The Woman in the House Across the Street from the Girl in the Window Review: A Satirical Murder-Mystery Thrill Ride

The Woman in the House Across the Street from the Girl in the Window has a superb title for a multitude of reasons. Sure, it describes the actual premise of the new Netflix series featuring Kristen Bell perfectly while also evoking the story's mysterious and twist-laden nature, but more importantly, it captures the show's ability to poke fun at the physiological horror genre's expense and still occupy that space and embrace what makes it so addictive in the first place. Granted, none of that matters if the series isn't any good, but, thankfully, that isn't the case, as Bell, Michael Ealy, Tom Riley, and the rest of an overall stellar cast create a show that isn't afraid to take a few jabs at itself while also successfully keeping viewers on the edge of their seats. It's not an easy feat, and while the show has its flaws, this is a murder mystery that left me gasping more than once and had me glued to my screen all the way through.

The Woman in the House Across the Street from the Girl in the Window makes its first impression with its title, a title that is absurdly long on purpose and looks to have some fun with the similar titles of the genre. The Girl on the Train and The Woman in the Window (also a Netflix film) are just two examples of this formula at play, and Anna (Bell) can be seen reading books of this exact nature as she sits in a chair in front of her window watching the outside world play out.

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(Photo: COLLEEN E. HAYES/NETFLIX)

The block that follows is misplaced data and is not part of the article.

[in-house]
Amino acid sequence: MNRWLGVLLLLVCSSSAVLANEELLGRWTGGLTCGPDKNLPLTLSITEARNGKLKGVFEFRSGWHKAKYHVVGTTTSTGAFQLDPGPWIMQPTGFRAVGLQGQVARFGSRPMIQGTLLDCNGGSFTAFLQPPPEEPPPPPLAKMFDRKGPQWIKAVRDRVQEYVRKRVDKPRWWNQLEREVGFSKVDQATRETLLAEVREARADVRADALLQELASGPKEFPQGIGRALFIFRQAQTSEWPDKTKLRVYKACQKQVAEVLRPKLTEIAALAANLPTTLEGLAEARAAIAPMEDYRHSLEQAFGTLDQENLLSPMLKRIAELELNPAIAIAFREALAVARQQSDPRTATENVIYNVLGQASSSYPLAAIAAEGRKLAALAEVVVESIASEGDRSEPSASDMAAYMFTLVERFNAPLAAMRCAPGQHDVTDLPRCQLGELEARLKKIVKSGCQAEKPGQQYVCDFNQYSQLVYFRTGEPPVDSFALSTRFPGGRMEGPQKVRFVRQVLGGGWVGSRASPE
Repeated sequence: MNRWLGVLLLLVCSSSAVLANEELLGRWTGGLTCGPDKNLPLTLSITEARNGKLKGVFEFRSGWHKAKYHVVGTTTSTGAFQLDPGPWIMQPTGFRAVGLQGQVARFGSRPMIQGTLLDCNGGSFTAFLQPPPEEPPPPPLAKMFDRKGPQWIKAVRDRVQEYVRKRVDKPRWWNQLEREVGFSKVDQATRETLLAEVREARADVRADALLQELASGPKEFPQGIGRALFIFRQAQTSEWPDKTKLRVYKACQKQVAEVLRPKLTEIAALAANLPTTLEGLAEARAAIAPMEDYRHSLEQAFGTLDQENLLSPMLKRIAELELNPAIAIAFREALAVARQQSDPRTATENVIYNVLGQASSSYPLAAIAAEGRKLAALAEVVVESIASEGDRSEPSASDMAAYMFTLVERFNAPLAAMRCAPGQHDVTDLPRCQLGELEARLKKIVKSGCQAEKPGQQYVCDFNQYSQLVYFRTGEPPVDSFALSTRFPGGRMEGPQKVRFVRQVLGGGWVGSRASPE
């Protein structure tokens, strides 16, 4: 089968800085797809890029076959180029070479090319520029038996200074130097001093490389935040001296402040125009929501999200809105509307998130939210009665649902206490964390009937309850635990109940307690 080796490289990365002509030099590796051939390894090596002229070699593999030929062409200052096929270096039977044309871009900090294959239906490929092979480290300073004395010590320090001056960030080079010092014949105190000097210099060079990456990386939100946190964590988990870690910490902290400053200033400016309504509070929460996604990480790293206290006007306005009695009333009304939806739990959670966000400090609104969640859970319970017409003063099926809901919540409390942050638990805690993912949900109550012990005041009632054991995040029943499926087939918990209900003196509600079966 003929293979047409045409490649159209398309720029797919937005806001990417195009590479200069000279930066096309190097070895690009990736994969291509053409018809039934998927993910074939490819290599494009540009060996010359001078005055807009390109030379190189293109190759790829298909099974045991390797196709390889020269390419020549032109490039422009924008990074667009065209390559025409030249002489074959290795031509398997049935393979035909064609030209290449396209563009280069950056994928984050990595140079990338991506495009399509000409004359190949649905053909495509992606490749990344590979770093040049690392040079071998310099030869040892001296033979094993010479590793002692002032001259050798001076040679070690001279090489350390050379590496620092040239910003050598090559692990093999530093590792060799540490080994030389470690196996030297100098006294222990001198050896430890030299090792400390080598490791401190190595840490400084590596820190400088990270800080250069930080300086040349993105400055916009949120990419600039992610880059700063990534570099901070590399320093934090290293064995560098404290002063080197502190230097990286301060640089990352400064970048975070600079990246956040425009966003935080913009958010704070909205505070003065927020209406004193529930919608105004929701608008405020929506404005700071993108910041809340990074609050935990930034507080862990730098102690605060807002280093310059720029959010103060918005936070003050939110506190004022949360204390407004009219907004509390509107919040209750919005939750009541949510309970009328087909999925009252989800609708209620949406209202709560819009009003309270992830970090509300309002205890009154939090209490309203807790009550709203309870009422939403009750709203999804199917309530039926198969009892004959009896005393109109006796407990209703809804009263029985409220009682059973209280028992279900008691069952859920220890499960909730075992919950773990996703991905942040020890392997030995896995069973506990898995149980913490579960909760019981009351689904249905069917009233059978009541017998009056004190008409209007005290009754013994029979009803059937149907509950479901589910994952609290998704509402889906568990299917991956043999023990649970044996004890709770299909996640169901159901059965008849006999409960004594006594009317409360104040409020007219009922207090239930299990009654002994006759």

Bell's Anna has a picturesque house in the suburbs and hasn't painted in some time though doesn't lack for money, and when she drinks wine, she almost makes it a competitive sport with the sheer volume she consumes and the skill in which she consumes it (I've never seen anyone take down a full wine bottle in just two glasses but Anna manages with ease). These things could be seen as over the top in some projects, but the series is always giving you the sly wink and a nod that it's in on the joke, and that carries over to the many twists and shocking developments the series hits you with each episode.

Anna's struggle to figure out if she's seeing reality or hallucinating is compelling due to Bell's ability to be relatable even in the midst of unrelatable circumstances, and her comedic timing allows unexpected levity amid an incredibly dark and tragic personal story. Tom Riley helps keep everything grounded as Neil, Anna's new neighbor across the street. Riley delivers a stellar performance that makes the audience push their own doubts, assumptions, and conspiracy theories onto him as Anna creates them in her head, never leaning too much into one direction and keeping you guessing the entire way. Also deserving of credit is Samsara Yett, who plays Neil's daughter Emma, and director Michael Lehmann consistently builds scenes around her that pull at your heartstrings while leaving you with even more questions.

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(Photo: COLLEEN E. HAYES/NETFLIX)

Michael Ealy also plays an important role as Anna's ex-husband Douglas, and though he's not around as consistently as some of the other characters, his presence is still felt throughout, and when he does show up, you immediately see the love Anna and Douglas still have for each other. He's also part of the moment that initially sends Anna into this life tailspin, a moment that is incredibly tragic and will send anyone who has kids into a tailspin of their own.